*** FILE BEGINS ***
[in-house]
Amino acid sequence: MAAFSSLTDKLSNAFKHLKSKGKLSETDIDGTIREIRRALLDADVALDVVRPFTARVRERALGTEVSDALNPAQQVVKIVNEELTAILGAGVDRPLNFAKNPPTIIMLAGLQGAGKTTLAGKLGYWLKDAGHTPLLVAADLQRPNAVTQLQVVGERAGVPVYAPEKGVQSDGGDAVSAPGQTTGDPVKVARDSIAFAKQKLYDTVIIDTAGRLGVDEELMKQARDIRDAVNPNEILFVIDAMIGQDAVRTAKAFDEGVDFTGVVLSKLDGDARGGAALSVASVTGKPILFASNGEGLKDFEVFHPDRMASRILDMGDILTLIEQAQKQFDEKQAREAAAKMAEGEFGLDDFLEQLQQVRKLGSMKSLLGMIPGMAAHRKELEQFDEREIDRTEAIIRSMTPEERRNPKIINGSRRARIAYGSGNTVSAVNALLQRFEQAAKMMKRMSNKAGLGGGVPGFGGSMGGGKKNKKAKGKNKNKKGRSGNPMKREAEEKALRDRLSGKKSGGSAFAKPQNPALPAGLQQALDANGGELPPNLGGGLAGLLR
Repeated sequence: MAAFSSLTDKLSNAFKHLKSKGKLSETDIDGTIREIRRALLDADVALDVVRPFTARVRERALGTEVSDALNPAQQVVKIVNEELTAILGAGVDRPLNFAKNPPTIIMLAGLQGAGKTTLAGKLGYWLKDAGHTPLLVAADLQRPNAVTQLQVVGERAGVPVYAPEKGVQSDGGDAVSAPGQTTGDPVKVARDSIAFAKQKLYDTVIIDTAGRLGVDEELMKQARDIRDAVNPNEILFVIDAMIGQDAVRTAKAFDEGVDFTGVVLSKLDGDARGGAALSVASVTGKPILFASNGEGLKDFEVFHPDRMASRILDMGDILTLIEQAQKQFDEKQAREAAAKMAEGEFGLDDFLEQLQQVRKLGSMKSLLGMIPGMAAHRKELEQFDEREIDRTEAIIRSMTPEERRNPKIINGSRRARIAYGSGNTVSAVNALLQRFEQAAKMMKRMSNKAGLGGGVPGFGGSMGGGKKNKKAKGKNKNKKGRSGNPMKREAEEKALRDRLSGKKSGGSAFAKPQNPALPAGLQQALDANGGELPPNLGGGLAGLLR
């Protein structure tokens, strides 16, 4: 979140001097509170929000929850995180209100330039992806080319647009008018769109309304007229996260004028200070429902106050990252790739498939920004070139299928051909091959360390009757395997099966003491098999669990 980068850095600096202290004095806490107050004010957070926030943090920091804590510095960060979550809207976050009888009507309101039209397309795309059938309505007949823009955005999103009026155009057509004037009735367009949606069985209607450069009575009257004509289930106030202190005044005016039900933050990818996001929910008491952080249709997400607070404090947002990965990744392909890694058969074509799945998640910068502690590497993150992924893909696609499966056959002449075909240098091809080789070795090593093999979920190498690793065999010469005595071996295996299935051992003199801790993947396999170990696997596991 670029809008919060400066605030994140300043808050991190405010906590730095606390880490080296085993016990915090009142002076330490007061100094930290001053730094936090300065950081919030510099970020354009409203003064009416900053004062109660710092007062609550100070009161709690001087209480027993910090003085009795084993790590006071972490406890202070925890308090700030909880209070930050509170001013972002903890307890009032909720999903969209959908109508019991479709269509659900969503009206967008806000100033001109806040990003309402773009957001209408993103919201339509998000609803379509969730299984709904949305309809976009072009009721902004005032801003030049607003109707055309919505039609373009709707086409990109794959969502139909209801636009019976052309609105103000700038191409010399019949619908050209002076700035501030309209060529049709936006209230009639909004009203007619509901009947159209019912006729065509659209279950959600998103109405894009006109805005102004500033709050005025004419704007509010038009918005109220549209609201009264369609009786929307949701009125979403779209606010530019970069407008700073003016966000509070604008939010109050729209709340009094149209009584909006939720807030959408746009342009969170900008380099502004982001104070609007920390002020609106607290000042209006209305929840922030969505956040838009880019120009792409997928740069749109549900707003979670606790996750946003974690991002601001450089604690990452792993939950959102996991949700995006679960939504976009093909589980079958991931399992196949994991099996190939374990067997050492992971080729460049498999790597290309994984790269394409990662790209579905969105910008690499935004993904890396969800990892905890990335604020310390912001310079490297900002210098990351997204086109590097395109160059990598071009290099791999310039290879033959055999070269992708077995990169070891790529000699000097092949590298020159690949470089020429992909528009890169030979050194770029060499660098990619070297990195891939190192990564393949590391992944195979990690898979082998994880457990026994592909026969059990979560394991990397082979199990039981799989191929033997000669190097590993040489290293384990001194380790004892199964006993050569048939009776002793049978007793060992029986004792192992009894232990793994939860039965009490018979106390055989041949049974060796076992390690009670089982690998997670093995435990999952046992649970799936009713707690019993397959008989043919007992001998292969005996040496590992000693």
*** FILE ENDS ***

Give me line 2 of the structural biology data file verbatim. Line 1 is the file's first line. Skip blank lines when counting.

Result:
Amino acid sequence: MAAFSSLTDKLSNAFKHLKSKGKLSETDIDGTIREIRRALLDADVALDVVRPFTARVRERALGTEVSDALNPAQQVVKIVNEELTAILGAGVDRPLNFAKNPPTIIMLAGLQGAGKTTLAGKLGYWLKDAGHTPLLVAADLQRPNAVTQLQVVGERAGVPVYAPEKGVQSDGGDAVSAPGQTTGDPVKVARDSIAFAKQKLYDTVIIDTAGRLGVDEELMKQARDIRDAVNPNEILFVIDAMIGQDAVRTAKAFDEGVDFTGVVLSKLDGDARGGAALSVASVTGKPILFASNGEGLKDFEVFHPDRMASRILDMGDILTLIEQAQKQFDEKQAREAAAKMAEGEFGLDDFLEQLQQVRKLGSMKSLLGMIPGMAAHRKELEQFDEREIDRTEAIIRSMTPEERRNPKIINGSRRARIAYGSGNTVSAVNALLQRFEQAAKMMKRMSNKAGLGGGVPGFGGSMGGGKKNKKAKGKNKNKKGRSGNPMKREAEEKALRDRLSGKKSGGSAFAKPQNPALPAGLQQALDANGGELPPNLGGGLAGLLR